Science Magazine, AAAS
Half of the Amazon’s rain comes from the forest’s own moisture. Could it also make winds that ferry rain across continents?
For more than a decade, Makarieva has championed a theory, developed with Victor Gorshkov, her mentor and colleague at the Petersburg Nuclear Physics Institute (PNPI), on how Russia’s boreal forests, the largest expanse of trees on Earth, regulate the climate of northern Asia. It is simple physics with far-reaching consequences, describing how water vapor exhaled by trees drives winds: winds that cross the continent, taking moist air from Europe, through Siberia, and on into Mongolia and China; winds that deliver rains that keep the giant rivers of eastern Siberia flowing; winds that water China’s northern plain, the breadbasket of the most populous nation on Earth.
With their ability to soak up carbon dioxide and breathe out oxygen, the world’s great forests are often referred to as the planet’s lungs. But Makarieva and Gorshkov, who died last year, say they are its beating heart, too. “Forests are complex self-sustaining rainmaking systems, and the major driver of atmospheric circulation on Earth,” Makarieva says. They recycle vast amounts of moisture into the air and, in the process, also whip up winds that pump that water around the world. The first part of that idea—forests as rainmakers—originated with other scientists and is increasingly appreciated by water resource managers in a world of rampant deforestation. But the second part, a theory Makarieva calls the biotic pump, is far more controversial.
The theoretical foundation of the work has been published, albeit in lesser known journals, and Makarieva has received support from a small coterie of colleagues. But the biotic pump has faced a head wind of criticism, especially from climate modelers, some of whom say its effects are negligible and dismiss the idea completely. The dispute has made Makarieva an outsider: a theoretical physicist in a world of modelers, a Russian in a field led by Western scientists, and a woman in a field dominated by men.
Yet, if correct, the idea could help explain why, despite their distance from the oceans, the remote interiors of forested continents receive as much rain as the coasts—and why the interiors of unforested continents tend to be arid. It also implies that forests from the Russian taiga to the Amazon rainforest don’t just grow where the weather is right. They also make the weather.
Many meteorology textbooks still teach a caricature of the water cycle, with ocean evaporation responsible for most of the atmospheric moisture that condenses in clouds and falls as rain. The picture ignores the role of vegetation and, in particular, trees, which act like giant water fountains. Their roots capture water from the soil for photosynthesis, and microscopic pores in leaves release unused water as vapor into the air. The process, the arboreal equivalent of sweating, is known as transpiration. In this way, a single mature tree can release hundreds of liters of water a day. With its foliage offering abundant surface area for the exchange, a forest can often deliver more moisture to the air than evaporation from a water body of the same size.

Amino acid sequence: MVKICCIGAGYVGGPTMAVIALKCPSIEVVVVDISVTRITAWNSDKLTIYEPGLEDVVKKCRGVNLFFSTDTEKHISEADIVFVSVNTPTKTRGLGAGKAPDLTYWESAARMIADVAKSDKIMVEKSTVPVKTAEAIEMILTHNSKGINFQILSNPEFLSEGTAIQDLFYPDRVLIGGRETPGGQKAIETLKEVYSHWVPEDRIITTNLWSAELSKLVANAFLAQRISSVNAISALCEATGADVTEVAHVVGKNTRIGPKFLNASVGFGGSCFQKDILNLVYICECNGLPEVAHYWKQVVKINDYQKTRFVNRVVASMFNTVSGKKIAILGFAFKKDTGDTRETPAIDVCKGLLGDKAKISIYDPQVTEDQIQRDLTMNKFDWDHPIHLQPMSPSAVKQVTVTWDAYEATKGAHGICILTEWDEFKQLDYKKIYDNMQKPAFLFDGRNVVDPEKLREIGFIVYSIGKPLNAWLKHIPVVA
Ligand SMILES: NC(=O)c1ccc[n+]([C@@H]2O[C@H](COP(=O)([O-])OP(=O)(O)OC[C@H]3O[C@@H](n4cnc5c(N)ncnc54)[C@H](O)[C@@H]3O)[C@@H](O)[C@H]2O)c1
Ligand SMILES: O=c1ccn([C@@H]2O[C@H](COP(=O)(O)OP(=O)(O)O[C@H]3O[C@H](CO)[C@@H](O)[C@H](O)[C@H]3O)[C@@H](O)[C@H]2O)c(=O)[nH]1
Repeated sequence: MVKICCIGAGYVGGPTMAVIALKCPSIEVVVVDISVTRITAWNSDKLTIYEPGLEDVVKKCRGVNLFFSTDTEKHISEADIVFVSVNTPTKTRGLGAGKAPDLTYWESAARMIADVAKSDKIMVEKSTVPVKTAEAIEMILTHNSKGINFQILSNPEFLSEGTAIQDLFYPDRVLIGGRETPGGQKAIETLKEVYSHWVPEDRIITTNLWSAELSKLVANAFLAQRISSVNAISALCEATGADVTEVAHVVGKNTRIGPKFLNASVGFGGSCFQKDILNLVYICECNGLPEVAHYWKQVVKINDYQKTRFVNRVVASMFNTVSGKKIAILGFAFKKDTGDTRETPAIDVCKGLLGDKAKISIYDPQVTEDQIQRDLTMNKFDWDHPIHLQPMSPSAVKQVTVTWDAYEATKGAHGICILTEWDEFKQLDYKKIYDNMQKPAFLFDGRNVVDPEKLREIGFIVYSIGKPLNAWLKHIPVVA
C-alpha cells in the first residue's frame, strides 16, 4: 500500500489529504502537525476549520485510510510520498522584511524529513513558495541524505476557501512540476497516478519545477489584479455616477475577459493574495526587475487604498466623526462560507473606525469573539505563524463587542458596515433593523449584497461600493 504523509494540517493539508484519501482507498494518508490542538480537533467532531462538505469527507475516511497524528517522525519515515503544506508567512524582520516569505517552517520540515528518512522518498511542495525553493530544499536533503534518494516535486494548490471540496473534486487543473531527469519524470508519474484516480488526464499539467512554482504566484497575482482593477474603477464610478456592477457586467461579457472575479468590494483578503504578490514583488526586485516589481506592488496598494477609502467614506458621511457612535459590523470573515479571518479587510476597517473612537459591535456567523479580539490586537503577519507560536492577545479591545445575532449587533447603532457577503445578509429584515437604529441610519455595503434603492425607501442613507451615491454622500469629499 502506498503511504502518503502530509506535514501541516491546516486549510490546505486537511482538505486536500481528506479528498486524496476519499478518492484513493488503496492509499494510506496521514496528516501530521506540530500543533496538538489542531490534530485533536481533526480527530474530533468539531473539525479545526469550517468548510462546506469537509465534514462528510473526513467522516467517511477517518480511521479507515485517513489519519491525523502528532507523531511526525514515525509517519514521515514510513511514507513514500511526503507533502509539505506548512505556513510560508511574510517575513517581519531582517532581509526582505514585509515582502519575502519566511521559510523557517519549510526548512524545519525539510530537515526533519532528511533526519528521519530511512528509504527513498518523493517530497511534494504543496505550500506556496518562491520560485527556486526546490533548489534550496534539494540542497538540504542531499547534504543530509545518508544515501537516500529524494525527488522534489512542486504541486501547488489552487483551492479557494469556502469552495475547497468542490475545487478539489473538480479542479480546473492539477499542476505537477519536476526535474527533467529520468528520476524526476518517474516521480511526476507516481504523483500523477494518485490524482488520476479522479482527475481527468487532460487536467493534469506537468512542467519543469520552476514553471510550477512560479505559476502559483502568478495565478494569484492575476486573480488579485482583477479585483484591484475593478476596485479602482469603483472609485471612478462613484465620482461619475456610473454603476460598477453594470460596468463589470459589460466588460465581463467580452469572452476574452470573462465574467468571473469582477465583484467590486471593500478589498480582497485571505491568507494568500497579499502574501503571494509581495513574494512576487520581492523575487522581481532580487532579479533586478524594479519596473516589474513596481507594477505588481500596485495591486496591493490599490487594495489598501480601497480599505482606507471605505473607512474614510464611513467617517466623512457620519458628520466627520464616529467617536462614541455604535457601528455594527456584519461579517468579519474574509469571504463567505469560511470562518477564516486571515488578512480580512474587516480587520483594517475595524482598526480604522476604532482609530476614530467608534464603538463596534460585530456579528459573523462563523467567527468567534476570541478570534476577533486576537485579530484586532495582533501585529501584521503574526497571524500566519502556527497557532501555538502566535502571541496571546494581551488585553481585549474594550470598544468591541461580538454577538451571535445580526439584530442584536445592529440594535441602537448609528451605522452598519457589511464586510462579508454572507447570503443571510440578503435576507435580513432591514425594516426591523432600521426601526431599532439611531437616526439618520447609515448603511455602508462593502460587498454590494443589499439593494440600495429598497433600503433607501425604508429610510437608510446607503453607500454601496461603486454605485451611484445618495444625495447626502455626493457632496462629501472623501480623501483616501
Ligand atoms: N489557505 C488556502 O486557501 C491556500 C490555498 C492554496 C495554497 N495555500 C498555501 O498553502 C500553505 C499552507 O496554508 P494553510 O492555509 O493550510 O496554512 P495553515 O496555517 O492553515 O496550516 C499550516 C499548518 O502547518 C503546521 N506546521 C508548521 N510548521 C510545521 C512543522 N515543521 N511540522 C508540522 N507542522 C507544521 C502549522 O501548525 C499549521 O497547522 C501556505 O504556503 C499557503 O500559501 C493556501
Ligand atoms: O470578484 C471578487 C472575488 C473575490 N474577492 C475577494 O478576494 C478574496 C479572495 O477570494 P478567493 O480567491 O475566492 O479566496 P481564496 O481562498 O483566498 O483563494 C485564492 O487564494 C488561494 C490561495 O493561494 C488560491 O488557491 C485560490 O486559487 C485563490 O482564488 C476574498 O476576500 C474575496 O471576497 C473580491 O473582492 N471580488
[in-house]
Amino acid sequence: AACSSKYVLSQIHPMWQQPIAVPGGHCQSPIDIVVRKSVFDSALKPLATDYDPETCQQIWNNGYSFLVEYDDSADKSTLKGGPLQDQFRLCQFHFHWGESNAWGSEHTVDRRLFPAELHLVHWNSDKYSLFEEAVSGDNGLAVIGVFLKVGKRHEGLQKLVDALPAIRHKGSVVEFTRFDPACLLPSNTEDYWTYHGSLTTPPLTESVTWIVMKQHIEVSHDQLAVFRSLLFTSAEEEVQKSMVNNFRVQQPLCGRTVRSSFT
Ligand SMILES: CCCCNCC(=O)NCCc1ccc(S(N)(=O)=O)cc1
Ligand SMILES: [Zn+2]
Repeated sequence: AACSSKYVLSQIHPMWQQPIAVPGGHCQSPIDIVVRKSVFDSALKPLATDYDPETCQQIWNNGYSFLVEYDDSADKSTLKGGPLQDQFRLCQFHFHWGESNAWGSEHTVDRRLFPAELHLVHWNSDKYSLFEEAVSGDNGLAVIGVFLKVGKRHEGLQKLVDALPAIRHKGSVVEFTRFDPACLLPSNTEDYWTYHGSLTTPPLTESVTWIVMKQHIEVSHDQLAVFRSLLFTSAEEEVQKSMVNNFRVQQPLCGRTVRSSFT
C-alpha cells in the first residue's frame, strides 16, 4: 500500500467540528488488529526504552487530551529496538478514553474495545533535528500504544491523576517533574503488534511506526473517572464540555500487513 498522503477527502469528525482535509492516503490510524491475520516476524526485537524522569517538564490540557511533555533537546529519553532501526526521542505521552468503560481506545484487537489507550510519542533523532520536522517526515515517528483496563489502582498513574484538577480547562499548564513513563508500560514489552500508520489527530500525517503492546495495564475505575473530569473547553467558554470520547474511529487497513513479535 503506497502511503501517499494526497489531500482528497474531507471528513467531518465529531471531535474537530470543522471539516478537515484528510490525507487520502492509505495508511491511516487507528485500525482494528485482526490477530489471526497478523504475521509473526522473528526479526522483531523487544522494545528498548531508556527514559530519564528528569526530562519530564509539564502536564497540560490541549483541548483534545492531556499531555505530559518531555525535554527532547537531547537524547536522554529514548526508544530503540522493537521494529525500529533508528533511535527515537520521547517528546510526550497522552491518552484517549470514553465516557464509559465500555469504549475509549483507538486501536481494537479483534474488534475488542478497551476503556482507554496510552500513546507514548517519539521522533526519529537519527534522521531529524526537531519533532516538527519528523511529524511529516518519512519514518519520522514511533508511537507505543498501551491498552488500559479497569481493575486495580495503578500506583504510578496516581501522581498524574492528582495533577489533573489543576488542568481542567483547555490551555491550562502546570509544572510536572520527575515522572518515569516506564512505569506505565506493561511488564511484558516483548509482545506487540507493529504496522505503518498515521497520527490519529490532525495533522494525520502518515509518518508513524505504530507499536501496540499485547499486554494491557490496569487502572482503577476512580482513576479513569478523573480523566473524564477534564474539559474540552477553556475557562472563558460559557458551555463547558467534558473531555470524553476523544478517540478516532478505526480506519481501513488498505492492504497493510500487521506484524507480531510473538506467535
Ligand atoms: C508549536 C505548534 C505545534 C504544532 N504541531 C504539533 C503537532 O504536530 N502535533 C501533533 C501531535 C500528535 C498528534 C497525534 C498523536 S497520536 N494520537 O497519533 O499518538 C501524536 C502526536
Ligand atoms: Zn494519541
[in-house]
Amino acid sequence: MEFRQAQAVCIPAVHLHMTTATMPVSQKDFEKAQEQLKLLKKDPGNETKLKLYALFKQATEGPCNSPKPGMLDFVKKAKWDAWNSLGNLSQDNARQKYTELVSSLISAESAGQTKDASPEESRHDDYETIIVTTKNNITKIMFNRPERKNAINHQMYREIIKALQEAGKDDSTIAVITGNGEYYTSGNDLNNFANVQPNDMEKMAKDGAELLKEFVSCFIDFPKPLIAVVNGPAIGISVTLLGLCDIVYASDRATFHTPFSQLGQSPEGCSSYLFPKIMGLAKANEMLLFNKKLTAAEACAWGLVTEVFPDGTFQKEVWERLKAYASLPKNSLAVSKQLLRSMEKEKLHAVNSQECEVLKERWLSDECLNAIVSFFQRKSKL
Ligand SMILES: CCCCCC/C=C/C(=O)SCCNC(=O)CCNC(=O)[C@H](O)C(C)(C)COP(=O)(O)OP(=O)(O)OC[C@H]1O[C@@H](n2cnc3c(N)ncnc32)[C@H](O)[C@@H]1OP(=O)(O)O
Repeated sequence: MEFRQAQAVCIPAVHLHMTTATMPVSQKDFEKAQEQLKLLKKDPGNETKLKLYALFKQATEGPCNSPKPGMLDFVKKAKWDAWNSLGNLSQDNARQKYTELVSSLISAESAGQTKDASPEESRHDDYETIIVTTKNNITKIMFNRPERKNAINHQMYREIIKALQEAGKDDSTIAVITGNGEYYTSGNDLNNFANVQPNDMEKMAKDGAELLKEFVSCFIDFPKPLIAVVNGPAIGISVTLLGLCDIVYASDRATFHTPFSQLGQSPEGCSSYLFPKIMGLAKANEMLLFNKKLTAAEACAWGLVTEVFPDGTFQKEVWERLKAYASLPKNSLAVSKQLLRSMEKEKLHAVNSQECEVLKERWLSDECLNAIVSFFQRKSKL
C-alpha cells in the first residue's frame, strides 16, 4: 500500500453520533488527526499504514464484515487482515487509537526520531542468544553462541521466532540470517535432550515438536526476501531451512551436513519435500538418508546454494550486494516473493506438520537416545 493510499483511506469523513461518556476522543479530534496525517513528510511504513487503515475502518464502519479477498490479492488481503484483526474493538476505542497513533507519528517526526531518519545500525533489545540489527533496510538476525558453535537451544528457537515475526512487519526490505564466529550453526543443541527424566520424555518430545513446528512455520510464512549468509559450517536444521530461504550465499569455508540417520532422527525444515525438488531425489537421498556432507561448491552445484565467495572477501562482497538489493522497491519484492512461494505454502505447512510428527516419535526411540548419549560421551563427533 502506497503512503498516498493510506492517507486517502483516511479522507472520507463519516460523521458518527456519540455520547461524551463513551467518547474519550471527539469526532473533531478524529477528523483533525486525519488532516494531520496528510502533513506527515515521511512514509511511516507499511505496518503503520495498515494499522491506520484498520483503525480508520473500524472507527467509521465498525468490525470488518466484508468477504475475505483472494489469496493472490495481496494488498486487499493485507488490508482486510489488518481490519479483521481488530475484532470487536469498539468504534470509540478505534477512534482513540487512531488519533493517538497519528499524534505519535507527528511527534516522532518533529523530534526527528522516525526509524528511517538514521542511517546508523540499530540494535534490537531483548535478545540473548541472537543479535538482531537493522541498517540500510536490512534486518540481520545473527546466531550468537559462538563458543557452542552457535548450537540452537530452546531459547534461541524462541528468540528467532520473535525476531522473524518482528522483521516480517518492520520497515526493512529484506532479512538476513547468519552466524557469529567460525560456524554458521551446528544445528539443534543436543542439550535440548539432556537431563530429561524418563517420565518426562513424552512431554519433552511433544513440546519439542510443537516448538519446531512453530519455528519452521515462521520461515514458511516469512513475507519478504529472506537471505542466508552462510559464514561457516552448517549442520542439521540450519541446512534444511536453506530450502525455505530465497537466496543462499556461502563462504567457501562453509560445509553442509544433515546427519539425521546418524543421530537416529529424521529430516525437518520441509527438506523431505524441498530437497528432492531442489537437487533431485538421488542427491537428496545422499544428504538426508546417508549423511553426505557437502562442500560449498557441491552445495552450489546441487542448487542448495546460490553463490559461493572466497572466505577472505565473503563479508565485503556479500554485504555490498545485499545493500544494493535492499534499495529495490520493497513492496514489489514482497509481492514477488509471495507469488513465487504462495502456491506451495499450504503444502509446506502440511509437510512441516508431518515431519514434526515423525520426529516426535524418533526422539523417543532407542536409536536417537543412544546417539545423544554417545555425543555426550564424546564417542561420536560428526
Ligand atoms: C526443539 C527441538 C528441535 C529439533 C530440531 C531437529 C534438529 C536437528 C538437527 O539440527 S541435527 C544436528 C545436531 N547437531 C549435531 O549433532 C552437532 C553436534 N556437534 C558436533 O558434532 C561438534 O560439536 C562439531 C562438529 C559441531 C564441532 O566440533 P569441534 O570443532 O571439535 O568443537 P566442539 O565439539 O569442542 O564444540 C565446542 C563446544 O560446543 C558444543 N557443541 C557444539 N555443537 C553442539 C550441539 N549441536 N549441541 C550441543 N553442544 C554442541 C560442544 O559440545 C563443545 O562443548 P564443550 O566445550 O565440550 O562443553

The importance of this recycled moisture for nourishing rains was largely disregarded until 1979, when Brazilian meteorologist Eneas Salati reported studies of the isotopic composition of rainwater sampled from the Amazon Basin. Water recycled by transpiration contains more molecules with the heavy oxygen-18 isotope than water evaporated from the ocean. Salati used this fact to show that half of the rainfall over the Amazon came from the transpiration of the forest itself.
By this time, meteorologists were tracking an atmospheric jet above the forest, at a height of about 1.5 kilometers. Known as the South American Low-Level Jet, the winds blow east to west across the Amazon, about as fast as a racing bike, before the Andes Mountains divert them south. Salati and others surmised the jet carried much of the transpired moisture, and dubbed it a “flying river.” The Amazon flying river is now reckoned to carry as much water as the giant terrestrial river below it, says Antonio Nobre, a climate researcher at Brazil’s National Institute for Space Research.
For some years, flying rivers were thought to be limited to the Amazon. In the 1990s, Hubert Savenije, a hydrologist at the Delft University of Technology, began to study moisture recycling in West Africa. Using a hydrological model based on weather data, he found that, as one moved inland from the coast, the proportion of the rainfall that came from forests grew, reaching 90% in the interior. The finding helped explain why the interior Sahel region became drier as coastal forests disappeared over the past half-century.
One of Savenije’s students, Ruud van der Ent, took the idea further, creating a global model of airborne moisture flow. He combined observational data on rainfall, humidity, wind speed, and temperature with theoretical estimates of evaporation and transpiration to create the first model of moisture flow at scales larger than river basins.
In 2010, van der Ent and his colleagues reported the model’s conclusion: Globally, 40% of all precipitation comes from the land rather than the ocean. Often it is more. The Amazon’s flying river provides 70% of the rain falling in the Río de la Plata Basin, which stretches across southeastern South America. Van der Ent was most surprised to find that China gets 80% of its water from the west, mostly Atlantic moisture recycled by the boreal forests of Scandinavia and Russia. The journey involves several stages—cycles of transpiration followed by downwind rain and subsequent transpiration—and takes 6 months or more. “It contradicted previous knowledge that you learn in high school,” he says. “China is next to an ocean, the Pacific, yet most of its rainfall is moisture recycled from land far to the west.”
IF MAKARIEVA IS CORRECT, the forests supply not just the moisture, but the winds that carry it.